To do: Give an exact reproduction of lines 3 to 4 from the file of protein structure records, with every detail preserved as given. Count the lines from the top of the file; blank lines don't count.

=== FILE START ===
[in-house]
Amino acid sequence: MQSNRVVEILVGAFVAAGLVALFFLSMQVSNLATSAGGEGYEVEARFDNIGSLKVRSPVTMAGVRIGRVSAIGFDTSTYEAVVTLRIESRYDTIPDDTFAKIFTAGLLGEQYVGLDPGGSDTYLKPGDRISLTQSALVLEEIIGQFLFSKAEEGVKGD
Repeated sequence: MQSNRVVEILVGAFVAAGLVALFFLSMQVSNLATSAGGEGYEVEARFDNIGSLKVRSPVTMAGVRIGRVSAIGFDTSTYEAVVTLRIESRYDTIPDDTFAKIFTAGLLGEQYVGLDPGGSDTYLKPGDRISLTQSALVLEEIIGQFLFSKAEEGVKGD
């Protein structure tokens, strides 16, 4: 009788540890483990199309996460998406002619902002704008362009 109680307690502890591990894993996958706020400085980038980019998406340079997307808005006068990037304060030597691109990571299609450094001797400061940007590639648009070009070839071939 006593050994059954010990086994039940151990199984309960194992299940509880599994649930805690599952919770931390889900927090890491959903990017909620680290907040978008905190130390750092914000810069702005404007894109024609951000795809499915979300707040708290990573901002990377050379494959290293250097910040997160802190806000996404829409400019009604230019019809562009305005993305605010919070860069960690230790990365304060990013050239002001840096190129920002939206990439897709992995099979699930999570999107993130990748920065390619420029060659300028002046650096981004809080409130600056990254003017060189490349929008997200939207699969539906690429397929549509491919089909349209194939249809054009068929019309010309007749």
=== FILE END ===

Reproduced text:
Repeated sequence: MQSNRVVEILVGAFVAAGLVALFFLSMQVSNLATSAGGEGYEVEARFDNIGSLKVRSPVTMAGVRIGRVSAIGFDTSTYEAVVTLRIESRYDTIPDDTFAKIFTAGLLGEQYVGLDPGGSDTYLKPGDRISLTQSALVLEEIIGQFLFSKAEEGVKGD
């Protein structure tokens, strides 16, 4: 009788540890483990199309996460998406002619902002704008362009 109680307690502890591990894993996958706020400085980038980019998406340079997307808005006068990037304060030597691109990571299609450094001797400061940007590639648009070009070839071939 006593050994059954010990086994039940151990199984309960194992299940509880599994649930805690599952919770931390889900927090890491959903990017909620680290907040978008905190130390750092914000810069702005404007894109024609951000795809499915979300707040708290990573901002990377050379494959290293250097910040997160802190806000996404829409400019009604230019019809562009305005993305605010919070860069960690230790990365304060990013050239002001840096190129920002939206990439897709992995099979699930999570999107993130990748920065390619420029060659300028002046650096981004809080409130600056990254003017060189490349929008997200939207699969539906690429397929549509491919089909349209194939249809054009068929019309010309007749």